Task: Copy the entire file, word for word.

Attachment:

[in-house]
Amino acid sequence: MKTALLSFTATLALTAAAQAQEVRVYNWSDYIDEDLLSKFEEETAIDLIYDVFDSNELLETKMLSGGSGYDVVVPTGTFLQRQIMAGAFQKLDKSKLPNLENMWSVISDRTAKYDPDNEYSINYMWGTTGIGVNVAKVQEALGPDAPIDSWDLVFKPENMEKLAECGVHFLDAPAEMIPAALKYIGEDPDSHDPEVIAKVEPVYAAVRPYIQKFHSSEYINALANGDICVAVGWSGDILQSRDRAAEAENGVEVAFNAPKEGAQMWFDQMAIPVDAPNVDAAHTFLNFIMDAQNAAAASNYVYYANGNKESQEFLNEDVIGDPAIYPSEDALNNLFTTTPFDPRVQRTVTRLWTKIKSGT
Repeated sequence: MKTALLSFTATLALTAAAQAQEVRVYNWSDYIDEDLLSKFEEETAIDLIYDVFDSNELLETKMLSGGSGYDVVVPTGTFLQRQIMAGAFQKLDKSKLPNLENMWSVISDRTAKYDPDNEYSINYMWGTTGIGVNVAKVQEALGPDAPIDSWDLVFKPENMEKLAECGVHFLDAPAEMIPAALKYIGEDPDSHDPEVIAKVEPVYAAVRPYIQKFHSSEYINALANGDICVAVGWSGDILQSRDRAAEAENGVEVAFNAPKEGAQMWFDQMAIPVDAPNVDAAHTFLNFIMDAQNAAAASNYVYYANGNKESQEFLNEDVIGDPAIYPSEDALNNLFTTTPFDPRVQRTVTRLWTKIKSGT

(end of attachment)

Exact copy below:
[in-house]
Amino acid sequence: MKTALLSFTATLALTAAAQAQEVRVYNWSDYIDEDLLSKFEEETAIDLIYDVFDSNELLETKMLSGGSGYDVVVPTGTFLQRQIMAGAFQKLDKSKLPNLENMWSVISDRTAKYDPDNEYSINYMWGTTGIGVNVAKVQEALGPDAPIDSWDLVFKPENMEKLAECGVHFLDAPAEMIPAALKYIGEDPDSHDPEVIAKVEPVYAAVRPYIQKFHSSEYINALANGDICVAVGWSGDILQSRDRAAEAENGVEVAFNAPKEGAQMWFDQMAIPVDAPNVDAAHTFLNFIMDAQNAAAASNYVYYANGNKESQEFLNEDVIGDPAIYPSEDALNNLFTTTPFDPRVQRTVTRLWTKIKSGT
Repeated sequence: MKTALLSFTATLALTAAAQAQEVRVYNWSDYIDEDLLSKFEEETAIDLIYDVFDSNELLETKMLSGGSGYDVVVPTGTFLQRQIMAGAFQKLDKSKLPNLENMWSVISDRTAKYDPDNEYSINYMWGTTGIGVNVAKVQEALGPDAPIDSWDLVFKPENMEKLAECGVHFLDAPAEMIPAALKYIGEDPDSHDPEVIAKVEPVYAAVRPYIQKFHSSEYINALANGDICVAVGWSGDILQSRDRAAEAENGVEVAFNAPKEGAQMWFDQMAIPVDAPNVDAAHTFLNFIMDAQNAAAASNYVYYANGNKESQEFLNEDVIGDPAIYPSEDALNNLFTTTPFDPRVQRTVTRLWTKIKSGT